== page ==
Despite greater blood pressure reactivity to acute cardiovascular stressors in type 2 diabetes (T2D) patients, limited information is available regarding arterial baroreflex (ABR) control in T2D. We hypothesized that ABR control of muscle sympathetic nerve activity (MSNA) and heart rate (HR) are attenuated in T2D patients. Seventeen T2D-patients (50±2 yrs; 31±1 kg/m2), 9 weight-matched controls (WM-CON, 46±2 yrs; 32±2 kg/m2) and 10 lean controls (Lean-CON, 49±3 yrs; 23±1 kg/m2), underwent bolus infusions of sodium nitroprusside (100μg) followed 60s later by phenylephrine (150μg) and weighted linear regression performed. No group differences in overall sympathetic baroreflex gain were observed (T2D-patients: -2.5±0.3 vs. WM-CON: -2.6±0.2 vs. Lean-CON: -2.7±0.4 AU·beat·mmHg-1, P>0.05) or in sympathetic baroreflex gain when derived separately during BP falls (nitroprusside) and BP rises (phenylephrine). In contrast, overall cardiac baroreflex gain was reduced in T2D-patients compared to Lean-CON (T2D-patients: 8.2±1.5 vs. Lean-CON: 15.6±2.9 ms·mmHg-1, P<0.05), and also tended to be reduced in WM-CON (9.3±1.9 ms·mmHg-1) compared to Lean-CON (P=0.059). Likewise, during BP rises, cardiac baroreflex gain was reduced in T2D-patients and weight-matched controls compared to lean controls (P<0.05), whereas no group differences were found during BP falls (P>0.05). Sympathetic and cardiac ABR gains were comparable between normotensive and hypertensive T2D-patients (P>0.05). These findings suggest preserved ABR control of MSNA in T2D-patients compared to both obese and lean age-matched counterparts, with a selective impairment in ABR HR control in T2D that may be related to obesity.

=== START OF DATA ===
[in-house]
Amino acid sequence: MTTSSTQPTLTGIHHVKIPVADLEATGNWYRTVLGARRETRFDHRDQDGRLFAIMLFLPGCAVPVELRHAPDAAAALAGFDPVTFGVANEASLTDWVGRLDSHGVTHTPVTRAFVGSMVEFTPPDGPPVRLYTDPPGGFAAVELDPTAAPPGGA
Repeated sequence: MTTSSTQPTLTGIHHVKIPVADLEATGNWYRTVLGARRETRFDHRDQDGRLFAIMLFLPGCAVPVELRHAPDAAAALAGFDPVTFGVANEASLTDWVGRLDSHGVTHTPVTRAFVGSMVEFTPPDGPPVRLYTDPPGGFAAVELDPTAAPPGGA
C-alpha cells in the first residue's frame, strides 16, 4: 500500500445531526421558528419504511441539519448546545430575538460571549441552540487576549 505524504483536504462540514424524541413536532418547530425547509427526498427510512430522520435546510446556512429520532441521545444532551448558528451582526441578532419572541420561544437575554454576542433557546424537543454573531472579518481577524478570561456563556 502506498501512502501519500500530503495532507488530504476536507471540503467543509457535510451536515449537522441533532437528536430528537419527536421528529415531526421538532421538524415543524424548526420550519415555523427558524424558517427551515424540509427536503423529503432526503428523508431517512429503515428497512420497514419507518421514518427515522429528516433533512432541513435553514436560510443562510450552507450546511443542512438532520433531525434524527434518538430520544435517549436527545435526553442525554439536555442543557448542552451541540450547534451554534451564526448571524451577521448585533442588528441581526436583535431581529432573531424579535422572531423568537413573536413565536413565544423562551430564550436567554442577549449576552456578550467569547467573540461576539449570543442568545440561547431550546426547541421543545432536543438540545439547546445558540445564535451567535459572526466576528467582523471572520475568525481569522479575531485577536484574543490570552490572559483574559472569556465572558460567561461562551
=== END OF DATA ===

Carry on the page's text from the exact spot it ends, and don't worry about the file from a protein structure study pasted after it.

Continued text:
- muscle sympathetic nerve activity
- arterial blood pressure
- insulin resistance
- modified Oxford
- Copyright © 2016, American Journal of Physiology-Heart and Circulatory Physiology